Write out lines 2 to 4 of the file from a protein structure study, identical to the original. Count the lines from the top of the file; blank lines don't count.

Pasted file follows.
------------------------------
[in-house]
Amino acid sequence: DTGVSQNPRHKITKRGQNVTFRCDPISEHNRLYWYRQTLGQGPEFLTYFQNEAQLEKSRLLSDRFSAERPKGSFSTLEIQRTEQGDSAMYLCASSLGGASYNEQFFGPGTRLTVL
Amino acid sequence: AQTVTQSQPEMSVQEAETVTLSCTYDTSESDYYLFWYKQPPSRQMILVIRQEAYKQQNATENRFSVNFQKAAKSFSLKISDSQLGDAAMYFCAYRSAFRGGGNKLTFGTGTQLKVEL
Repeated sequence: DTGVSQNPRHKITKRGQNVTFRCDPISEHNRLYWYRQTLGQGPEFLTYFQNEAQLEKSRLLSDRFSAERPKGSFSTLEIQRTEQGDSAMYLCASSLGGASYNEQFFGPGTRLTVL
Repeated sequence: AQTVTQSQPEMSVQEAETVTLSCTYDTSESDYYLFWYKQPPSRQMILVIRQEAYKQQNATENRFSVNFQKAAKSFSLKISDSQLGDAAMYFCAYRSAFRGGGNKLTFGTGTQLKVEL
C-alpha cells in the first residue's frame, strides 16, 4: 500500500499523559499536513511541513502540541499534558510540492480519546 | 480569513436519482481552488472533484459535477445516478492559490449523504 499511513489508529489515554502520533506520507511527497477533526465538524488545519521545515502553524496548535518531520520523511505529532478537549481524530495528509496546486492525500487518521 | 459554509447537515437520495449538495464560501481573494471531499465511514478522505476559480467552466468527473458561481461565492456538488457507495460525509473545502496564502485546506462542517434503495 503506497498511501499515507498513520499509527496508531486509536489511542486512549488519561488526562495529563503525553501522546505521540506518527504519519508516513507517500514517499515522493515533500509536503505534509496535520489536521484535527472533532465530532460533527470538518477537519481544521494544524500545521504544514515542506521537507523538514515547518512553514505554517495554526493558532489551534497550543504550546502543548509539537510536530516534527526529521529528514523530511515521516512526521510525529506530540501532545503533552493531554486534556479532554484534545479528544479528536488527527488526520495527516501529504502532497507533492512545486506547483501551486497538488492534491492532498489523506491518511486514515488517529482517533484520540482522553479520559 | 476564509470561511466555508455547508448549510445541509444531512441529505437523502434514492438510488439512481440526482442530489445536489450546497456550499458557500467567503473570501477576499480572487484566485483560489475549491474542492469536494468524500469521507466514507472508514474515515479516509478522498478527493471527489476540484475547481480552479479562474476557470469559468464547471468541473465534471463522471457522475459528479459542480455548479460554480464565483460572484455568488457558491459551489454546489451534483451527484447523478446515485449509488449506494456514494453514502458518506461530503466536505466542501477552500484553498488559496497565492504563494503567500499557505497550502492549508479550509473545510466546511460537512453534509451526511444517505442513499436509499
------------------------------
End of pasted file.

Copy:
Amino acid sequence: DTGVSQNPRHKITKRGQNVTFRCDPISEHNRLYWYRQTLGQGPEFLTYFQNEAQLEKSRLLSDRFSAERPKGSFSTLEIQRTEQGDSAMYLCASSLGGASYNEQFFGPGTRLTVL
Amino acid sequence: AQTVTQSQPEMSVQEAETVTLSCTYDTSESDYYLFWYKQPPSRQMILVIRQEAYKQQNATENRFSVNFQKAAKSFSLKISDSQLGDAAMYFCAYRSAFRGGGNKLTFGTGTQLKVEL
Repeated sequence: DTGVSQNPRHKITKRGQNVTFRCDPISEHNRLYWYRQTLGQGPEFLTYFQNEAQLEKSRLLSDRFSAERPKGSFSTLEIQRTEQGDSAMYLCASSLGGASYNEQFFGPGTRLTVL